I'm fitting a mixed model with a nesting structure that produces a correlation in the random intercept. I'm having a difficult time understanding the correlation coefficient and obtaining the correlation matrix for each individual (which might not be possible in R but seems possible in SAS?).

Here is an example model:

` library(lme4) dat <- sleepstudy fit <- lmer(Reaction ~ Days + (1 + Days|Subject), data = dat) summary(fit) `

The output produces the following:

`Random effects: Groups Name Variance Std.Dev. Corr Subject (Intercept) 612.09 24.740 Days 35.07 5.922 0.07 Residual 654.94 25.592 Number of obs: 180, groups: Subject, 18 Fixed effects: Estimate Std. Error t value (Intercept) 251.405 6.825 36.84 Days 10.467 1.546 6.77 Correlation of Fixed Effects: (Intr) Days -0.138 `

There is a random effect correlation of 0.07 between Days and the Intercept (reaction time). What is the best way to interpret this? Because I have the subject nested in the day, does this mean that this is the "repeated measures correlation" as detailed by Roy? I'm not 100% certain that it can be interpreted in this fashion because in the attached article, the author is using the actual correlation matrices for each individual subject (in SAS), which I can't seem to reproduce in R. It seems like calling these individual correlation matrices is unique to SAS. The paper has an example of her code but I am not familiar with the the SAS language enough to decipher how to re-create it in R (if possible).

Has anyone worked with repeated measures correlation in this fashion using R?

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#### Best Answer

It represents the relationship between the intercepts and coefficients. Since both are allowed to vary by group—they are "random" effects—each group has its own intercept and coefficient. That `Corr = .07`

means that there is a small, positive relationship between intercepts and slopes. Whether or not this is meaningful depends on the meaning of an intercept.

There are a few good examples that I find helpful. Imagine we are trying out a new 10-week class for learning multilevel modeling. People take a test on the material before they start (week 0) and then after each week 1 – 10. Imagine, for simplicity's sake, we only do it on four people. We do the study, and we find out something troubling: The class is successful in teaching people… but it is not a beginner's class! The only people that improve are the people that had good scores at the beginning (week = 0, making it the *intercept*). This would be a *positive relationship* between slope and intercept: As someone's score at week zero (the y-intercept) increases, their slope also increases. This could look like:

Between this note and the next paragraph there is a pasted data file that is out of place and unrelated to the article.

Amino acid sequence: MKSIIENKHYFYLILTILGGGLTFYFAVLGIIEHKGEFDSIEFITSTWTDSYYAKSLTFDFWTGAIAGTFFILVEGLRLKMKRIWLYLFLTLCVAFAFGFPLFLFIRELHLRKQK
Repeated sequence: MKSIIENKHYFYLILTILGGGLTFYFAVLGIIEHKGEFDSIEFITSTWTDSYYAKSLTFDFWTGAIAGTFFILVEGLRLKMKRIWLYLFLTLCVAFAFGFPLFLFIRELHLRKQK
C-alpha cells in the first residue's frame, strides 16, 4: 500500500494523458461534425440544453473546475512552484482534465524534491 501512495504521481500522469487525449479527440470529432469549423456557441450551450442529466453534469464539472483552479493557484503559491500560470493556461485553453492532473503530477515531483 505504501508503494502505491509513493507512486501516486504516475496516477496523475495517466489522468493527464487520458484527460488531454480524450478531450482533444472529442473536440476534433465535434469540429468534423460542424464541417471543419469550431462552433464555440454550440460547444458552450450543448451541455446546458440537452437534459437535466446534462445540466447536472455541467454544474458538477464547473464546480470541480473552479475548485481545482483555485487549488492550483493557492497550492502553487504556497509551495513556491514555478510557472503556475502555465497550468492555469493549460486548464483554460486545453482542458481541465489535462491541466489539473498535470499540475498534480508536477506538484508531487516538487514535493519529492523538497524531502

`set.seed(1839) x <- 0:10 y1 <- 5 + 0 * x + rnorm(11, 0, 1) y2 <- 10 + 2 * x + rnorm(11, 0, 5) y3 <- 20 + 4 * x + rnorm(11, 0, 5) y4 <- 30 + 6 * x + rnorm(11, 0, 5) dat <- data.frame(week = rep(x, 4), test_score = c(y1, y2, y3, y4), person = c(rep("a", 11), rep("b", 11), rep("c", 11), rep("d", 11))) library(ggplot2) ggplot(dat, aes(x = week, y = test_score, color = person)) + geom_point() + geom_smooth(method = "lm", se = FALSE) `

On the other hand, we could look at a *negative* relationship between the two. Let's say we do the same class, except this time it is too easy: People come into the class already with the highest scores possible. But people who came in not knowing much? They get brought up to speed to the people who already knew stuff. This means that as the scores at the beginning (week = 0, the y-intercept) get higher, the slopes get weaker. This could look like:

`set.seed(1839) x <- 0:10 y1 <- 90 - 0 * x + rnorm(11, 0, 5) y2 <- 60 + 2 * x + rnorm(11, 0, 5) y3 <- 40 + 4 * x + rnorm(11, 0, 5) y4 <- 20 + 6 * x + rnorm(11, 0, 5) dat <- data.frame(week = rep(x, 4), test_score = c(y1, y2, y3, y4), person = c(rep("a", 11), rep("b", 11), rep("c", 11), rep("d", 11))) library(ggplot2) ggplot(dat, aes(x = week, y = test_score, color = person)) + geom_point() + geom_smooth(method = "lm", se = FALSE) `

It is **important** to remember that this effect is **dependent** on how you scale your variables. If you mean-center your predictor, the correlation between intercept and slope is the relationship between the two at the *mean* of the predictor (since mean-centering makes the y-intercept the mean). Similarly, if you measure people at 40 years-old, 50 years-old, and 60 years-old, then the y-intercept is essentially meaningless, since it is far outside the bounds of what you measured (0 years-old, being their birth).

If you want to test the significance of this relationship, you can compare models including and excluding that correlation. Removing the correlation can be done by including a `||`

in the `lmer`

random effects formula. More details here: http://rpsychologist.com/r-guide-longitudinal-lme-lmer#conditional-growth-model-dropping-intercept-slope-covariance

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